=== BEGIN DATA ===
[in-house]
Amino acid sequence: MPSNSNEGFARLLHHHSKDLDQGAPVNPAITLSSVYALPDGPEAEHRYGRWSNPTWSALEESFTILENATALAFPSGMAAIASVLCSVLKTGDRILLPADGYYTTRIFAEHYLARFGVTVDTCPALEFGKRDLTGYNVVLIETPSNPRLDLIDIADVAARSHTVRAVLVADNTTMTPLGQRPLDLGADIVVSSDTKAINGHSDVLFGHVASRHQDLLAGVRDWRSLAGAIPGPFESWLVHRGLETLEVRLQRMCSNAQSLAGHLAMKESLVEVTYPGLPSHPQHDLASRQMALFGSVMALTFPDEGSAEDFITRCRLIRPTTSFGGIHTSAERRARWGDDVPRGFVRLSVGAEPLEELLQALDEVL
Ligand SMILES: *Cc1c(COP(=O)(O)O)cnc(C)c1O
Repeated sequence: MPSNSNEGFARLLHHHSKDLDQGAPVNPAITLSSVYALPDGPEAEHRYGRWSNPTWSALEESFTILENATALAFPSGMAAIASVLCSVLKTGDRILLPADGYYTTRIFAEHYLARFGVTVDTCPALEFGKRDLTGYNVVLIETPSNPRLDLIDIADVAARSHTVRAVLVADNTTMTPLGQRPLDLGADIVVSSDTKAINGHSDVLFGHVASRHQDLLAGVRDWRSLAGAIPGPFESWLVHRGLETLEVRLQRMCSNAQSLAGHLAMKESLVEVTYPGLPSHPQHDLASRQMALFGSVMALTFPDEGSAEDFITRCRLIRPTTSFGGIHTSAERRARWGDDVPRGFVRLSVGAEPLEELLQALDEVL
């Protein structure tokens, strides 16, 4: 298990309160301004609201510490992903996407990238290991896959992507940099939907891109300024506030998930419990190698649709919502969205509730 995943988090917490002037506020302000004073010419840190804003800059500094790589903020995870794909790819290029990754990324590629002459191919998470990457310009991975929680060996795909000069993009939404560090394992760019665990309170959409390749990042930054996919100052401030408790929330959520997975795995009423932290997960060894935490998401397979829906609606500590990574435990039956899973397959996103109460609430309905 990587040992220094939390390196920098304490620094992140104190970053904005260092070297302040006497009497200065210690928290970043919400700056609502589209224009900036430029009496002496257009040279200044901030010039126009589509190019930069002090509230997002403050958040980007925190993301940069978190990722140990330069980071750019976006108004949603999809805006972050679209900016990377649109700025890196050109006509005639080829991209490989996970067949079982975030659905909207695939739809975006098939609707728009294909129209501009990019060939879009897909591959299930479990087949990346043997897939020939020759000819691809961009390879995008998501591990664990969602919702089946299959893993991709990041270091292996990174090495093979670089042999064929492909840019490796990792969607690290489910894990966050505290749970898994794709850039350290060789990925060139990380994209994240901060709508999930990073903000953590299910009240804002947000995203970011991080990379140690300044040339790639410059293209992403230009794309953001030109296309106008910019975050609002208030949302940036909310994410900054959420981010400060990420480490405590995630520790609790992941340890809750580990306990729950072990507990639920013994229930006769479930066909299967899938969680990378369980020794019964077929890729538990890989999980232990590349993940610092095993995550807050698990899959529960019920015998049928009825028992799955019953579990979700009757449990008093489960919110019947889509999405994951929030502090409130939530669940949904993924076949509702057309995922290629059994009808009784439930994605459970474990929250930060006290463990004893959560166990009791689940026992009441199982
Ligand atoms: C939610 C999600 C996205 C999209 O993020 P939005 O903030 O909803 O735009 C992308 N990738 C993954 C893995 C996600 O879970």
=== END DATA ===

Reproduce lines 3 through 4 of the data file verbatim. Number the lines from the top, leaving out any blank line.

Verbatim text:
Ligand SMILES: *Cc1c(COP(=O)(O)O)cnc(C)c1O
Repeated sequence: MPSNSNEGFARLLHHHSKDLDQGAPVNPAITLSSVYALPDGPEAEHRYGRWSNPTWSALEESFTILENATALAFPSGMAAIASVLCSVLKTGDRILLPADGYYTTRIFAEHYLARFGVTVDTCPALEFGKRDLTGYNVVLIETPSNPRLDLIDIADVAARSHTVRAVLVADNTTMTPLGQRPLDLGADIVVSSDTKAINGHSDVLFGHVASRHQDLLAGVRDWRSLAGAIPGPFESWLVHRGLETLEVRLQRMCSNAQSLAGHLAMKESLVEVTYPGLPSHPQHDLASRQMALFGSVMALTFPDEGSAEDFITRCRLIRPTTSFGGIHTSAERRARWGDDVPRGFVRLSVGAEPLEELLQALDEVL